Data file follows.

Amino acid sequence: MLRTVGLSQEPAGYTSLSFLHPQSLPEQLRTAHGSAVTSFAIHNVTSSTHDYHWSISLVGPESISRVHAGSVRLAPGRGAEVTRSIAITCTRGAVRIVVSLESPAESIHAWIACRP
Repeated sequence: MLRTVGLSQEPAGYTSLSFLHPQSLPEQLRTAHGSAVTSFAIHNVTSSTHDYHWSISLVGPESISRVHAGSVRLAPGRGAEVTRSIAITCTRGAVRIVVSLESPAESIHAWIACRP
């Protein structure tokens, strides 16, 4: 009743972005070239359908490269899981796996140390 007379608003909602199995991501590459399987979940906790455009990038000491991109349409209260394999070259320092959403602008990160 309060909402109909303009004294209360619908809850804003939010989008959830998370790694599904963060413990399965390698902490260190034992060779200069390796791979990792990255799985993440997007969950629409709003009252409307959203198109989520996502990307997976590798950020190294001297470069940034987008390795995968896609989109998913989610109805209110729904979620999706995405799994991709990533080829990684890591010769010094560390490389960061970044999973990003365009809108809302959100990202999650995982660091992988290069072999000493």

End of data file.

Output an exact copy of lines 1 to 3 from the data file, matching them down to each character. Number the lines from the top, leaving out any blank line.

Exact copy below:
Amino acid sequence: MLRTVGLSQEPAGYTSLSFLHPQSLPEQLRTAHGSAVTSFAIHNVTSSTHDYHWSISLVGPESISRVHAGSVRLAPGRGAEVTRSIAITCTRGAVRIVVSLESPAESIHAWIACRP
Repeated sequence: MLRTVGLSQEPAGYTSLSFLHPQSLPEQLRTAHGSAVTSFAIHNVTSSTHDYHWSISLVGPESISRVHAGSVRLAPGRGAEVTRSIAITCTRGAVRIVVSLESPAESIHAWIACRP
């Protein structure tokens, strides 16, 4: 009743972005070239359908490269899981796996140390 007379608003909602199995991501590459399987979940906790455009990038000491991109349409209260394999070259320092959403602008990160 309060909402109909303009004294209360619908809850804003939010989008959830998370790694599904963060413990399965390698902490260190034992060779200069390796791979990792990255799985993440997007969950629409709003009252409307959203198109989520996502990307997976590798950020190294001297470069940034987008390795995968896609989109998913989610109805209110729904979620999706995405799994991709990533080829990684890591010769010094560390490389960061970044999973990003365009809108809302959100990202999650995982660091992988290069072999000493």